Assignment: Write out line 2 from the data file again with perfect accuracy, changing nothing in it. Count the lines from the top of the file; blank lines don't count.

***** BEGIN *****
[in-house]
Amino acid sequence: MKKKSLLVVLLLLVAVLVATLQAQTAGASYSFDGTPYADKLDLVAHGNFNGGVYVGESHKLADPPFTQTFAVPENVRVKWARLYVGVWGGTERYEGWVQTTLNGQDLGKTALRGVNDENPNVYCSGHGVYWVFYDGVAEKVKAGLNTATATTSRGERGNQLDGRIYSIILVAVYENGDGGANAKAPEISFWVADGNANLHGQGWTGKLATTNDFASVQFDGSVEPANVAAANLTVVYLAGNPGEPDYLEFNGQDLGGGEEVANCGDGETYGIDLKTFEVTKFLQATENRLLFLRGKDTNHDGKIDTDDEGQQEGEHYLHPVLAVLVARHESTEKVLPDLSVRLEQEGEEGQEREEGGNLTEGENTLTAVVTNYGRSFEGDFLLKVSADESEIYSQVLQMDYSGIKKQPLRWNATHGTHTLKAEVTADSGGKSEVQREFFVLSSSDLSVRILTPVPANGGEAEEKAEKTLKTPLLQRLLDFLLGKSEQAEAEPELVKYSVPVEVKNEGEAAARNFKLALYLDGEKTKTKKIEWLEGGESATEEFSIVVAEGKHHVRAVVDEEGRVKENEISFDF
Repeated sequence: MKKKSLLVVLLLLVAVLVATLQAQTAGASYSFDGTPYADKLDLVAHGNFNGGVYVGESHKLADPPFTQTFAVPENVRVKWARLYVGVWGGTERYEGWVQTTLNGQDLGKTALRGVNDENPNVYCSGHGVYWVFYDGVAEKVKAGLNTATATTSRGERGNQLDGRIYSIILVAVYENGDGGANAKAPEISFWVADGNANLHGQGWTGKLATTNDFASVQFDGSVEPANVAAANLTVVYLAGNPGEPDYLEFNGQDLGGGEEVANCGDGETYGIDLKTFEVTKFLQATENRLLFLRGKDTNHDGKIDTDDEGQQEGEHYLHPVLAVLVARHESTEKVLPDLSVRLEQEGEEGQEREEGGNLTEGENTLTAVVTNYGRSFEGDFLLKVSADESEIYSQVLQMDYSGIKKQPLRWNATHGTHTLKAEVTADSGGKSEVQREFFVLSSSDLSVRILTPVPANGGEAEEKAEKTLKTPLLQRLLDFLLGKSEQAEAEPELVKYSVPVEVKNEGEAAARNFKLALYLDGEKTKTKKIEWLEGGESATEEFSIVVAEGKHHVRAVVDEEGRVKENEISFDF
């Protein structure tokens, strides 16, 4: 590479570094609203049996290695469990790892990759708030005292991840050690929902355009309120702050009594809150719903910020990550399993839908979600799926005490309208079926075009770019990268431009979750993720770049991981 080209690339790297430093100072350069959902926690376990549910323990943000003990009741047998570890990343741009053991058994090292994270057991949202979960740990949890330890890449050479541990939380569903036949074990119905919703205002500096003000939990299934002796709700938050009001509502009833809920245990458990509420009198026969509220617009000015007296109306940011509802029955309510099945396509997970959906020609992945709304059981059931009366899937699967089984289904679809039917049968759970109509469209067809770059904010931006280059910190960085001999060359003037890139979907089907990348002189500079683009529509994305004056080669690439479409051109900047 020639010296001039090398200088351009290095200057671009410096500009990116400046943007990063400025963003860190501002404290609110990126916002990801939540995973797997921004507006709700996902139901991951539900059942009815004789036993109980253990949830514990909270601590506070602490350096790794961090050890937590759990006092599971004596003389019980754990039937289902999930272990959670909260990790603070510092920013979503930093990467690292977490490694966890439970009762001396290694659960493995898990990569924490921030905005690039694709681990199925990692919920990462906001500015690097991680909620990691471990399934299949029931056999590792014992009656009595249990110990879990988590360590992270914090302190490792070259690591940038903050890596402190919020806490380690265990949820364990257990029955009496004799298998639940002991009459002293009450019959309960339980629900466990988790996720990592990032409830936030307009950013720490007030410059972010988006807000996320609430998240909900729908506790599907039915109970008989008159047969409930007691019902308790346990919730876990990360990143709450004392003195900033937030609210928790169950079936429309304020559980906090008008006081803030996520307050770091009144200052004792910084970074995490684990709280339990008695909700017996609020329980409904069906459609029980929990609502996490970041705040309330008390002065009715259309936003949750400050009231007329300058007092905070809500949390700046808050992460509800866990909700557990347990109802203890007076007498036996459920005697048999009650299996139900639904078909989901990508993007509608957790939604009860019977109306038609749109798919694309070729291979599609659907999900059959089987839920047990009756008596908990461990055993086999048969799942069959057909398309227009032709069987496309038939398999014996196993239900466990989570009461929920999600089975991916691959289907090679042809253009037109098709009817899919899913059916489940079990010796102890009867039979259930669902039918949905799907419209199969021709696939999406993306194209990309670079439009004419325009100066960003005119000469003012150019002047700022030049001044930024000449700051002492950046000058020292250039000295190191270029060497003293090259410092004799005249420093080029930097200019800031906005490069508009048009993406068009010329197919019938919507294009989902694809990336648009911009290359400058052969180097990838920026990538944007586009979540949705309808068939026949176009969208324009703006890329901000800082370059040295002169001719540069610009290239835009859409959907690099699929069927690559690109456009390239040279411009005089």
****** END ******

Amino acid sequence: MKKKSLLVVLLLLVAVLVATLQAQTAGASYSFDGTPYADKLDLVAHGNFNGGVYVGESHKLADPPFTQTFAVPENVRVKWARLYVGVWGGTERYEGWVQTTLNGQDLGKTALRGVNDENPNVYCSGHGVYWVFYDGVAEKVKAGLNTATATTSRGERGNQLDGRIYSIILVAVYENGDGGANAKAPEISFWVADGNANLHGQGWTGKLATTNDFASVQFDGSVEPANVAAANLTVVYLAGNPGEPDYLEFNGQDLGGGEEVANCGDGETYGIDLKTFEVTKFLQATENRLLFLRGKDTNHDGKIDTDDEGQQEGEHYLHPVLAVLVARHESTEKVLPDLSVRLEQEGEEGQEREEGGNLTEGENTLTAVVTNYGRSFEGDFLLKVSADESEIYSQVLQMDYSGIKKQPLRWNATHGTHTLKAEVTADSGGKSEVQREFFVLSSSDLSVRILTPVPANGGEAEEKAEKTLKTPLLQRLLDFLLGKSEQAEAEPELVKYSVPVEVKNEGEAAARNFKLALYLDGEKTKTKKIEWLEGGESATEEFSIVVAEGKHHVRAVVDEEGRVKENEISFDF